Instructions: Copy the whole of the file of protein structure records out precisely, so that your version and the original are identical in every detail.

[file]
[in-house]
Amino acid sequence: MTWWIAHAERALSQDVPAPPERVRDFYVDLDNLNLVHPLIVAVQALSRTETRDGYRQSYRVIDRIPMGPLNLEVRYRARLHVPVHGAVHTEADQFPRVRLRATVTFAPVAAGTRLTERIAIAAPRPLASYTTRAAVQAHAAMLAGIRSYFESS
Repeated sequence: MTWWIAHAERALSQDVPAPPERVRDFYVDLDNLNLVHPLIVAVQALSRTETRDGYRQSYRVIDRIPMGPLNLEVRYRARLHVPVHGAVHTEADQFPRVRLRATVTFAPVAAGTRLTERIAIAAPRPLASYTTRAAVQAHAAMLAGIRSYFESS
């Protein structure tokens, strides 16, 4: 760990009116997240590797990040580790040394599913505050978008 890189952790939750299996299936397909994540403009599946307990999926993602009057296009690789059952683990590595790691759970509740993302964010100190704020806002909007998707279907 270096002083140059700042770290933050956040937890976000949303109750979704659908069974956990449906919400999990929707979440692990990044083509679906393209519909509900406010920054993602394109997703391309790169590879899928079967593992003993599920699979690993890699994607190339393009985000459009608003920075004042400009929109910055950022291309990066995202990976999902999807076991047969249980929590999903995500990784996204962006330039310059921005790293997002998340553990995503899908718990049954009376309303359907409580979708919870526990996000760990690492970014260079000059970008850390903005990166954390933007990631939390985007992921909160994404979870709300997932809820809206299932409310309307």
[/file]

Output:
[in-house]
Amino acid sequence: MTWWIAHAERALSQDVPAPPERVRDFYVDLDNLNLVHPLIVAVQALSRTETRDGYRQSYRVIDRIPMGPLNLEVRYRARLHVPVHGAVHTEADQFPRVRLRATVTFAPVAAGTRLTERIAIAAPRPLASYTTRAAVQAHAAMLAGIRSYFESS
Repeated sequence: MTWWIAHAERALSQDVPAPPERVRDFYVDLDNLNLVHPLIVAVQALSRTETRDGYRQSYRVIDRIPMGPLNLEVRYRARLHVPVHGAVHTEADQFPRVRLRATVTFAPVAAGTRLTERIAIAAPRPLASYTTRAAVQAHAAMLAGIRSYFESS
């Protein structure tokens, strides 16, 4: 760990009116997240590797990040580790040394599913505050978008 890189952790939750299996299936397909994540403009599946307990999926993602009057296009690789059952683990590595790691759970509740993302964010100190704020806002909007998707279907 270096002083140059700042770290933050956040937890976000949303109750979704659908069974956990449906919400999990929707979440692990990044083509679906393209519909509900406010920054993602394109997703391309790169590879899928079967593992003993599920699979690993890699994607190339393009985000459009608003920075004042400009929109910055950022291309990066995202990976999902999807076991047969249980929590999903995500990784996204962006330039310059921005790293997002998340553990995503899908718990049954009376309303359907409580979708919870526990996000760990690492970014260079000059970008850390903005990166954390933007990631939390985007992921909160994404979870709300997932809820809206299932409310309307």